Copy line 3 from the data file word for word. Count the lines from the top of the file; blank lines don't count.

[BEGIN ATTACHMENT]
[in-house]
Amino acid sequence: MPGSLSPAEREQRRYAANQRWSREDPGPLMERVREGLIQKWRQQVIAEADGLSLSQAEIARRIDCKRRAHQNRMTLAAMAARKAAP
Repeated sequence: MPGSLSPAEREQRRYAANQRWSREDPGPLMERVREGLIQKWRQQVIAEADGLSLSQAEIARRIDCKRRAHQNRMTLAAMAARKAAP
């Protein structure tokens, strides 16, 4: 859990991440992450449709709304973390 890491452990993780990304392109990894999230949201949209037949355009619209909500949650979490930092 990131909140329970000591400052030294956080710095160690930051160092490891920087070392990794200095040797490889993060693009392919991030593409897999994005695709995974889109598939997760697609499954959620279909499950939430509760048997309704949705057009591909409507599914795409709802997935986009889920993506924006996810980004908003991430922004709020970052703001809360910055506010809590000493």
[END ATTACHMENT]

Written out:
Repeated sequence: MPGSLSPAEREQRRYAANQRWSREDPGPLMERVREGLIQKWRQQVIAEADGLSLSQAEIARRIDCKRRAHQNRMTLAAMAARKAAP